Albert John Luthuli
At the age of ten, the young boy and his mother returned to his ancestral home, Groutville - a mission station in Natal. He lived out his remaining childhood with his uncle, Martin Luthuli, who was the then-Chief of the Christian Zulus who lived in the Umvoti Mission Reserve around Groutville.
As a young man, having completed a teaching course at Edendale, Luthuli took the post of principal at a local primary school. Shortly afterwards, a government bursary enabled him to further his education at Adam's College, where he completed the higher teachers' training course. Luthuli subsequently accepted a teaching post at the college and continued his career as an educator for a further 15 years.
During this time, Luthuli was vocal in his strong belief that all South Africans should be afforded access to equal education. In 1928, he was appointed secretary of the African Teacher's Association and, in 1933, he was elected its president.
A man of deep faith, Luthuli was confirmed in the Methodist Church and became a lay preacher. His political approach was based on his Christian values and Biblical principles. Other positions included his election as chairperson of the South African Board of the Congregationalist Church of America, president of the Natal Mission Conference and executive member of the Christian Council of South Africa.
Although not a hereditary chief, the election of the chief of the Christian Zulus was based on a democratic system and, after much persistence from the tribal elders to return to his tribe to lead them, Luthuli eventually left his profession to become chief of the tribe.
From the outset of his term of office as chief, Luthuli encountered many unjust political, social and economic realities. The rights of his people were virtually non-existent and they were landless, two reasons which compelled him to join the struggle for equality.Chief Luthuli became a member of the African National Congress (ANC) in 1945 and in 1951 was appointed Provincial President of the ANC in Natal. As a chief though, he was not permitted to participate in active politics. Although he fought hard to resist this ban, the government finally gave him an ultimatum to either continue his chieftainship or remain within the ANC. He chose the latter. In 1952, his title of chief was revoked. In the same year, he was elected President-General of the ANC.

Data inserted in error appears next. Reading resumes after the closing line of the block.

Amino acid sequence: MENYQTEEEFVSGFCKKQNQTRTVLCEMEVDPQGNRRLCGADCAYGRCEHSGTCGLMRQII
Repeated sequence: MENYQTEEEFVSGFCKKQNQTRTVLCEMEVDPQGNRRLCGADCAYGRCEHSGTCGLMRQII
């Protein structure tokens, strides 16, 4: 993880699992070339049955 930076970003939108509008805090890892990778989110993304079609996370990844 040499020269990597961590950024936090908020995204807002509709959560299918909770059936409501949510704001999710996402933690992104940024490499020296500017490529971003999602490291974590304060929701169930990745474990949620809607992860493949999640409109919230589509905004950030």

Luthuli's sincerity, loyalty and commitment to African freedom and development earned him the respect of men of goodwill in South Africa and throughout the world. His stance, however, also incited hatred, anger and fear in the authorities. In 1952, Luthuli was banned by the government and confined to the Groutville area for two years. This ban was renewed in 1954 and again in 1959 when a further banning period of five years was passed. This ban also prohibited him from publishing any written material.
Between bans, Luthuli travelled to Cape Town where he was arrested for publicly burning his pass. He was subsequently found guilty, fined and given a jail sentence which was suspended due to ill health. He returned to isolation in Groutville.
Besides being confined for most of his ANC leadership period, in 1956 Luthuli and other liberation movement leaders were arrested and charged with high treason. The trial began in January 1957 and concluded on 29 March 1961, with the court finding that all those accused were not guilty.
In December 1961, his ban was temporarily lifted in order for Luthuli and his wife, Nokukhanya, to attend the Nobel Peace Prize ceremonies in Oslo, Norway. On his return, a fourth ban was issued for a further period of four years. Luthuli continued with his political work until the last days of his life. He passed away on 21 July 1967.